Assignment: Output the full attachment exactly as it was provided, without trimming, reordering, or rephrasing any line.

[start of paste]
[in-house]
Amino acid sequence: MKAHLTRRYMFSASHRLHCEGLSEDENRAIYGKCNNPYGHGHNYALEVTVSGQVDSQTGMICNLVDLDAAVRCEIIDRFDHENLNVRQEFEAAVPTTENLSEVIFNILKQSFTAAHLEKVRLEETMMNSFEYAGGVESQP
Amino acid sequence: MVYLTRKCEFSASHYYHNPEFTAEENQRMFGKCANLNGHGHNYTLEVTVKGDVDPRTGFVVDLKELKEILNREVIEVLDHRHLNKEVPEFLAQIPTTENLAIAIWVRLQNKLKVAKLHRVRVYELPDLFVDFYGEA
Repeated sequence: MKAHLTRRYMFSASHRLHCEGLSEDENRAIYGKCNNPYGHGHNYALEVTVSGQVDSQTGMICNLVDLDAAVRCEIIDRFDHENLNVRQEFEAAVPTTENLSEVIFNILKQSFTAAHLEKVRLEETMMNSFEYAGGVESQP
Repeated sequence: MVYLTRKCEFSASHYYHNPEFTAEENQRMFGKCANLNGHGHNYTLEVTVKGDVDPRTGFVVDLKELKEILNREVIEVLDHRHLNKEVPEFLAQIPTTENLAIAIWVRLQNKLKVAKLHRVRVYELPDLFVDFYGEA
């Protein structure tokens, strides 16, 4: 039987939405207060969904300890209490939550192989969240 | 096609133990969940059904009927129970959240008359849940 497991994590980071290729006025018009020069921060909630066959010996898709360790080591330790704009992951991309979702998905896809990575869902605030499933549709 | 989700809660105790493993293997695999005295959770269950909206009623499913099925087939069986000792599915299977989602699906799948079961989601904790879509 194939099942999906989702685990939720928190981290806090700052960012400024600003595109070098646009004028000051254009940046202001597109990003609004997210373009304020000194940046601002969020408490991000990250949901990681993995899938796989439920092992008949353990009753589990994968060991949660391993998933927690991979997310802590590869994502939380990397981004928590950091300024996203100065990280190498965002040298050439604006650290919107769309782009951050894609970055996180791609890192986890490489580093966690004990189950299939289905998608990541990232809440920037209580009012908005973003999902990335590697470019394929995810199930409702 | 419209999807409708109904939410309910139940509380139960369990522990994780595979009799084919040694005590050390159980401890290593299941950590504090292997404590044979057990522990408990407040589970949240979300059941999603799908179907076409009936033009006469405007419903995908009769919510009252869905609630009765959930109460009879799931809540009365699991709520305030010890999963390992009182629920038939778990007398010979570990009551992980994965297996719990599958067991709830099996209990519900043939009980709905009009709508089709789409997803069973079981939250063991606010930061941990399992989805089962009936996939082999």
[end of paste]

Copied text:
[in-house]
Amino acid sequence: MKAHLTRRYMFSASHRLHCEGLSEDENRAIYGKCNNPYGHGHNYALEVTVSGQVDSQTGMICNLVDLDAAVRCEIIDRFDHENLNVRQEFEAAVPTTENLSEVIFNILKQSFTAAHLEKVRLEETMMNSFEYAGGVESQP
Amino acid sequence: MVYLTRKCEFSASHYYHNPEFTAEENQRMFGKCANLNGHGHNYTLEVTVKGDVDPRTGFVVDLKELKEILNREVIEVLDHRHLNKEVPEFLAQIPTTENLAIAIWVRLQNKLKVAKLHRVRVYELPDLFVDFYGEA
Repeated sequence: MKAHLTRRYMFSASHRLHCEGLSEDENRAIYGKCNNPYGHGHNYALEVTVSGQVDSQTGMICNLVDLDAAVRCEIIDRFDHENLNVRQEFEAAVPTTENLSEVIFNILKQSFTAAHLEKVRLEETMMNSFEYAGGVESQP
Repeated sequence: MVYLTRKCEFSASHYYHNPEFTAEENQRMFGKCANLNGHGHNYTLEVTVKGDVDPRTGFVVDLKELKEILNREVIEVLDHRHLNKEVPEFLAQIPTTENLAIAIWVRLQNKLKVAKLHRVRVYELPDLFVDFYGEA
């Protein structure tokens, strides 16, 4: 039987939405207060969904300890209490939550192989969240 | 096609133990969940059904009927129970959240008359849940 497991994590980071290729006025018009020069921060909630066959010996898709360790080591330790704009992951991309979702998905896809990575869902605030499933549709 | 989700809660105790493993293997695999005295959770269950909206009623499913099925087939069986000792599915299977989602699906799948079961989601904790879509 194939099942999906989702685990939720928190981290806090700052960012400024600003595109070098646009004028000051254009940046202001597109990003609004997210373009304020000194940046601002969020408490991000990250949901990681993995899938796989439920092992008949353990009753589990994968060991949660391993998933927690991979997310802590590869994502939380990397981004928590950091300024996203100065990280190498965002040298050439604006650290919107769309782009951050894609970055996180791609890192986890490489580093966690004990189950299939289905998608990541990232809440920037209580009012908005973003999902990335590697470019394929995810199930409702 | 419209999807409708109904939410309910139940509380139960369990522990994780595979009799084919040694005590050390159980401890290593299941950590504090292997404590044979057990522990408990407040589970949240979300059941999603799908179907076409009936033009006469405007419903995908009769919510009252869905609630009765959930109460009879799931809540009365699991709520305030010890999963390992009182629920038939778990007398010979570990009551992980994965297996719990599958067991709830099996209990519900043939009980709905009009709508089709789409997803069973079981939250063991606010930061941990399992989805089962009936996939082999």